WO2013177547A1 - Apparatus and method for increasing boiling heat transfer therein - Google Patents

Apparatus and method for increasing boiling heat transfer therein

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Publication number
WO2013177547A1
WO2013177547A1 PCT/US2013/042713 US2013042713W WO2013177547A1 WO 2013177547 A1 WO2013177547 A1 WO 2013177547A1 US 2013042713 W US2013042713 W US 2013042713W WO 2013177547 A1 WO2013177547 A1 WO 2013177547A1
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particles
surface
heat
boiling
particle
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PCT/US2013/042713
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French (fr)
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Tae Young Kim
Suresh V. Garimella
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Purdue Research Foundation
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    • FMECHANICAL ENGINEERING; LIGHTING; HEATING; WEAPONS; BLASTING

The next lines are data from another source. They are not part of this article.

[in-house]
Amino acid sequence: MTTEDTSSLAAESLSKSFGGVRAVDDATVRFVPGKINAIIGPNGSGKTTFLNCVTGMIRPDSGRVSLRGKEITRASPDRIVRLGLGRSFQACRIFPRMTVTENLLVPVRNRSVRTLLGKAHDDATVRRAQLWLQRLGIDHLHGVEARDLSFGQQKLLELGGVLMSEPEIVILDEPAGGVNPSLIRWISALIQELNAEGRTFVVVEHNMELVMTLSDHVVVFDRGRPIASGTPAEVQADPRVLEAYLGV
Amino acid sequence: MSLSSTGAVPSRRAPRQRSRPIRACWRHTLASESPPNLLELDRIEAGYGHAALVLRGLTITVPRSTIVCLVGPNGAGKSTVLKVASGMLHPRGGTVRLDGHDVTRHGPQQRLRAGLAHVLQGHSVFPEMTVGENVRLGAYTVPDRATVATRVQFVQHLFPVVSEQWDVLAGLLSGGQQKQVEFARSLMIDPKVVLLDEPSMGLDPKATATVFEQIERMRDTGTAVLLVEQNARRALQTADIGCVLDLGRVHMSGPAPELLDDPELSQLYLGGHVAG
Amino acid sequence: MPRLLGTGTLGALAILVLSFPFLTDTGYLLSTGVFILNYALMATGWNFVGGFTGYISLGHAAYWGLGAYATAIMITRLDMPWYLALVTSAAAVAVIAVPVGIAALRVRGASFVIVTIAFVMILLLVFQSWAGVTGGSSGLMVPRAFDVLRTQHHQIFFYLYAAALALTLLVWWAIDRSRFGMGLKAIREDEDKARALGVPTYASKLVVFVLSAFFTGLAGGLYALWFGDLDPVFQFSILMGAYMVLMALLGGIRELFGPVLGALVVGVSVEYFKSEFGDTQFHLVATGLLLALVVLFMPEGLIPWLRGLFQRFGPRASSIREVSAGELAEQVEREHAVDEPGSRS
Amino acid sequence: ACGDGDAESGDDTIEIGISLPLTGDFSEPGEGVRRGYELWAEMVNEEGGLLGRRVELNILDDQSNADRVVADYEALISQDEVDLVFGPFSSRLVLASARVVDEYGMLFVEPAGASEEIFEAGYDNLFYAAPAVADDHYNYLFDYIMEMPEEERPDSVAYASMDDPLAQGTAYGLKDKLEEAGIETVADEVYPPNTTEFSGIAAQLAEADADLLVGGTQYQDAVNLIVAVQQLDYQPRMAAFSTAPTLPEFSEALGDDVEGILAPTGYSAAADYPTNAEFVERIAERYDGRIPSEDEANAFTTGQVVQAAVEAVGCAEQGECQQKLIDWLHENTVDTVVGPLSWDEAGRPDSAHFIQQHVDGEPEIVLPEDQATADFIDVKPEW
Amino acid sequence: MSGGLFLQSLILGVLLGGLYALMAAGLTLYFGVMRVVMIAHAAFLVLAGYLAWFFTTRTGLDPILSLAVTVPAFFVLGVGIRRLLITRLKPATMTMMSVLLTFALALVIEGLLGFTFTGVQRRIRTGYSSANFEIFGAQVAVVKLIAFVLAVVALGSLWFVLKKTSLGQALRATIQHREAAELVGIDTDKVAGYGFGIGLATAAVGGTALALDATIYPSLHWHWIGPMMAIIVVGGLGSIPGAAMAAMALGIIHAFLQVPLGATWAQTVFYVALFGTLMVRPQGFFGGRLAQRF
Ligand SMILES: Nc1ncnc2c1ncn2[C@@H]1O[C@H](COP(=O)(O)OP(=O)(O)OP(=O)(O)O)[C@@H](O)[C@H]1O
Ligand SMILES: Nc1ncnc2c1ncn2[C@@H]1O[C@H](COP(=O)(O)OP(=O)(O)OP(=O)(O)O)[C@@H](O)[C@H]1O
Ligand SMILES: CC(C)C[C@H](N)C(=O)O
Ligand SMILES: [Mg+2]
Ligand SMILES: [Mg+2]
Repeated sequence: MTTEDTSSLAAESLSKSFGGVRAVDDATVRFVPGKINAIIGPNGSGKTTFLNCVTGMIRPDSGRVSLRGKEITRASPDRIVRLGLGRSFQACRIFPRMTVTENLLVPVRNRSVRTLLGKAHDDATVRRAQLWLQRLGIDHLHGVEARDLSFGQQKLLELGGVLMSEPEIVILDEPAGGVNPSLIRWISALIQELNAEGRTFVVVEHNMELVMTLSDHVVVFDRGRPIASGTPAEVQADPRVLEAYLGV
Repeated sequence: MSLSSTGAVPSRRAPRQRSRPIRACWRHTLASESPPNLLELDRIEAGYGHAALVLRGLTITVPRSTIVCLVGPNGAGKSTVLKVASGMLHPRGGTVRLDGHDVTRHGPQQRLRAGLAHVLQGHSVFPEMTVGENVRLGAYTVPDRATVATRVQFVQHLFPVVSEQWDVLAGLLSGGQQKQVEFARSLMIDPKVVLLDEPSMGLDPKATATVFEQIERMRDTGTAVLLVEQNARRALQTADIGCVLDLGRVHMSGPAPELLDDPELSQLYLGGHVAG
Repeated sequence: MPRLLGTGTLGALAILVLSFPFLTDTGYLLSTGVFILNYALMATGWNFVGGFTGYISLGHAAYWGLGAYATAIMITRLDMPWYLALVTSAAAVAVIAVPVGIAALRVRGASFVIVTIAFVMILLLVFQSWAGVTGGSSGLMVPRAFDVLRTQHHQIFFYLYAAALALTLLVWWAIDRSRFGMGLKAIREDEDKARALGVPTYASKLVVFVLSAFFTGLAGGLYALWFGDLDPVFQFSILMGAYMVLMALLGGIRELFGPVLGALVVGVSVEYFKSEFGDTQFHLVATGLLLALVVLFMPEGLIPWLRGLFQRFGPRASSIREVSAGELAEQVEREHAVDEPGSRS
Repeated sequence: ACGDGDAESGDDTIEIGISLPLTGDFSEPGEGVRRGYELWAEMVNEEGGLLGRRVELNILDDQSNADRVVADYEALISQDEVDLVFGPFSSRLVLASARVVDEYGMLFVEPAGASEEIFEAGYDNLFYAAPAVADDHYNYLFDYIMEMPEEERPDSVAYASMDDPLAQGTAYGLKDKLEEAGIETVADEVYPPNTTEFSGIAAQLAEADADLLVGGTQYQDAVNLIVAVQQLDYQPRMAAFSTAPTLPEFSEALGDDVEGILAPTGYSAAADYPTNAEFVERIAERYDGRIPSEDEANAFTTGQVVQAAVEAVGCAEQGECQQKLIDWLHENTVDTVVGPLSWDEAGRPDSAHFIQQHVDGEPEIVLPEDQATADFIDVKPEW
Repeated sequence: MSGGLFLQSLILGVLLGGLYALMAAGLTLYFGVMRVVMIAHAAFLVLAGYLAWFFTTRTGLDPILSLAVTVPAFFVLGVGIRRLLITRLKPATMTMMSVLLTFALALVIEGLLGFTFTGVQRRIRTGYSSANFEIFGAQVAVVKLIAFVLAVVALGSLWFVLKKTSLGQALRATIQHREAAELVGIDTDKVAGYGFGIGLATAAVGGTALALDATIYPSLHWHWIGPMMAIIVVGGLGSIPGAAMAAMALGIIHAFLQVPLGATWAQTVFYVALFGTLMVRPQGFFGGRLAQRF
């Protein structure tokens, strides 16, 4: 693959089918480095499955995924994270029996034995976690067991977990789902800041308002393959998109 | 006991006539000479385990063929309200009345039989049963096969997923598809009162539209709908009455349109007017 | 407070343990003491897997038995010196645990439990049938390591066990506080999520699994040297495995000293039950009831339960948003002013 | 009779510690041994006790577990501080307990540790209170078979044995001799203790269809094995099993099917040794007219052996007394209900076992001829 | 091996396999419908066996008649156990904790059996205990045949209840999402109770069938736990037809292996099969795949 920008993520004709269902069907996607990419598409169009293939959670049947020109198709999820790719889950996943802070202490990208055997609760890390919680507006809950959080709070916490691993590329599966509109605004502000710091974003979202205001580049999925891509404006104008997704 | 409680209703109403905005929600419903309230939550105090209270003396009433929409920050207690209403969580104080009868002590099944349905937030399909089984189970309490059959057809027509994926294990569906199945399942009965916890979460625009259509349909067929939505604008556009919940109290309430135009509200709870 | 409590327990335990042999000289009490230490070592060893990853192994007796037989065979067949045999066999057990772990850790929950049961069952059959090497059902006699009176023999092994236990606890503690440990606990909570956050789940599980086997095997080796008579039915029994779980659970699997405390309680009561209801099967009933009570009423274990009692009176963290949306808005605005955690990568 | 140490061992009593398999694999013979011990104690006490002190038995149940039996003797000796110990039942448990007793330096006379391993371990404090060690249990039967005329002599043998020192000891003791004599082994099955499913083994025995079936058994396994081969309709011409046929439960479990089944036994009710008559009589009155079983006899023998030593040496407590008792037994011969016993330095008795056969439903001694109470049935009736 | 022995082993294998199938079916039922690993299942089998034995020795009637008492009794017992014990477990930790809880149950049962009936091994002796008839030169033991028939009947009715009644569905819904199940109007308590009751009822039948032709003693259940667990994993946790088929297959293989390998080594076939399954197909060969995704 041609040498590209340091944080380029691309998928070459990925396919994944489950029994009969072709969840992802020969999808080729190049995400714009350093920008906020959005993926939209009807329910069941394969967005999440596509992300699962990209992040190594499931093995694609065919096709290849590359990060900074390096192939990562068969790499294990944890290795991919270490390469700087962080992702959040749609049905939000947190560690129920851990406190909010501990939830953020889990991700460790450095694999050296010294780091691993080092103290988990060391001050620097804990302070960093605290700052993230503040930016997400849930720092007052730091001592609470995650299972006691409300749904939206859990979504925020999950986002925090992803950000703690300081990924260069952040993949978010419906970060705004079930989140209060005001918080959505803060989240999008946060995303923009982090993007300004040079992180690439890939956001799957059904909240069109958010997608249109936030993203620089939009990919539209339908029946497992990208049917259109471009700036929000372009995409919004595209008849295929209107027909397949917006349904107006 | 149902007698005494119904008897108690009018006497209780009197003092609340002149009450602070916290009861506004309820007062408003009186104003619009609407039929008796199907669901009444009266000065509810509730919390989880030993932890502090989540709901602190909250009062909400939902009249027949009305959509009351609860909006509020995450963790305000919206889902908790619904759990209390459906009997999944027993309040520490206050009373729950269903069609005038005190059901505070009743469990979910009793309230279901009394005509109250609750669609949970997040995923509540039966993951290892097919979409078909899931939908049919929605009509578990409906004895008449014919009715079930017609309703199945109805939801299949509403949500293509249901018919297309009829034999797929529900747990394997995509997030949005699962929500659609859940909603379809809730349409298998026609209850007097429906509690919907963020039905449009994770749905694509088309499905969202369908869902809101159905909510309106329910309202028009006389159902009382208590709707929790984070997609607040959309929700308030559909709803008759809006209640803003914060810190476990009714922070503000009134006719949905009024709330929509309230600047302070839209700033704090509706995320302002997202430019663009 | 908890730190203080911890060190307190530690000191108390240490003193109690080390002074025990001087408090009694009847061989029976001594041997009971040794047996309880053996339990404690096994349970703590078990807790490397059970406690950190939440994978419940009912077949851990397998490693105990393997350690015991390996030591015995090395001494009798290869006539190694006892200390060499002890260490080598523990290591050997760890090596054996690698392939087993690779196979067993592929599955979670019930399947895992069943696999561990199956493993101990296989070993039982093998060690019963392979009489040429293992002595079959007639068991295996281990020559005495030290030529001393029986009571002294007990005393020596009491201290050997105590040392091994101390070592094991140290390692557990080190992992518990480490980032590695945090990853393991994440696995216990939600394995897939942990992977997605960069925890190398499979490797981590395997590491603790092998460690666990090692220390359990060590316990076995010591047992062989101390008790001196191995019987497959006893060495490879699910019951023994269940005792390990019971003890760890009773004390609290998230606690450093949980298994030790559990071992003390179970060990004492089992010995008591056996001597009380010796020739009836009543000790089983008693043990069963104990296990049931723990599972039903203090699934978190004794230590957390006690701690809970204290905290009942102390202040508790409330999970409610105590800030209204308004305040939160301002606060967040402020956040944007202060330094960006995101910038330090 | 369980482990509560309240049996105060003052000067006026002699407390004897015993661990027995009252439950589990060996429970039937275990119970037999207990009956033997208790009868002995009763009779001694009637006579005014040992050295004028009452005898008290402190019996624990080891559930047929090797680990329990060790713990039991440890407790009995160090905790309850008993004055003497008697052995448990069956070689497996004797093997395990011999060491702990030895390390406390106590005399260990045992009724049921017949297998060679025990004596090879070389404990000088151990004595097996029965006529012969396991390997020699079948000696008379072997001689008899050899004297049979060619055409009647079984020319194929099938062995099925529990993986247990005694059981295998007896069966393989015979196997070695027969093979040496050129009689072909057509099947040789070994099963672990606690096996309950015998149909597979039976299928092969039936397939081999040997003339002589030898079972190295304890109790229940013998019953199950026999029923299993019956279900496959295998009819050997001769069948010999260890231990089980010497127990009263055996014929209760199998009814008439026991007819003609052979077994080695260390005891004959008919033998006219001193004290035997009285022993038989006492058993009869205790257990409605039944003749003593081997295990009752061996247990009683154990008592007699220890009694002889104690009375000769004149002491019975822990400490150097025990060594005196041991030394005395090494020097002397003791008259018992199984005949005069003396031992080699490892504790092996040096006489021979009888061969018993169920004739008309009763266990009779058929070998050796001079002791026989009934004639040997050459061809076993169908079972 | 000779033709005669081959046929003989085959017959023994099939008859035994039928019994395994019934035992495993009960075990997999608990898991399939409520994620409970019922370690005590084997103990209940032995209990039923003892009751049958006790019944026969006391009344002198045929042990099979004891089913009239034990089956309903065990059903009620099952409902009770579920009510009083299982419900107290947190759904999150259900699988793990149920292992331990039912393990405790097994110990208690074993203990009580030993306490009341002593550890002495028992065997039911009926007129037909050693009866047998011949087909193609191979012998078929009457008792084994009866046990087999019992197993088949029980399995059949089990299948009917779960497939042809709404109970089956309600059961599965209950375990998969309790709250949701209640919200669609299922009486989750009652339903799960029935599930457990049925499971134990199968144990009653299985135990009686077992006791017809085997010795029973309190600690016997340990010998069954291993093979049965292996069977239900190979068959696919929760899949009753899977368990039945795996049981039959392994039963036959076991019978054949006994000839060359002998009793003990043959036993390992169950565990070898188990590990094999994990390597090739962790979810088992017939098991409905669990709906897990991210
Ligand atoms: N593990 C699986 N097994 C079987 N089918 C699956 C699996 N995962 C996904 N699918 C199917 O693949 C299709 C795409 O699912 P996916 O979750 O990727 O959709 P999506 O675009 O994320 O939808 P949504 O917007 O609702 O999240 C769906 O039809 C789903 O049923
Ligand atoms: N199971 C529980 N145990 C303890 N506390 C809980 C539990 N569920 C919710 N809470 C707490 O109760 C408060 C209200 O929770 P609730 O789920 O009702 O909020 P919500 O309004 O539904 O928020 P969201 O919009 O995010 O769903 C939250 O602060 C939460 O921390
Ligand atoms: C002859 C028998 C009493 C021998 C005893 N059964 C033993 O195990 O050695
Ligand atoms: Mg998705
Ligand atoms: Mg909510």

• F28HEAT EXCHANGE IN GENERAL
    • F28FDETAILS OF HEAT-EXCHANGE AND HEAT-TRANSFER APPARATUS, OF GENERAL APPLICATION
    • F28F13/00Arrangements for modifying heat-transfer, e.g. increasing, decreasing
    • F28F13/18Arrangements for modifying heat-transfer, e.g. increasing, decreasing by applying coatings, e.g. radiation-absorbing, radiation-reflecting; by surface treatment, e.g. polishing
    • F28F13/185Heat-exchange surfaces provided with microstructures or with porous coatings
    • F28F13/187Heat-exchange surfaces provided with microstructures or with porous coatings especially adapted for evaporator surfaces or condenser surfaces, e.g. with nucleation sites

Abstract

An apparatus and a method of enhancing boiling heat transfer therein capable of increasing both the critical heat flux and nucleate boiling heat transfer of a working fluid. The method includes placing free particles (40) on a surface (12) so as to define narrow corner gaps and cavities at interfaces between the particles (40) and the surface (12) and heating the surface (12) while the surface (12) is contacted by the working fluid to bring the working fluid to a boil, with the result that bubble nucleation is facilitated and nucleate boiling heat transfer from the surface (12) is increased.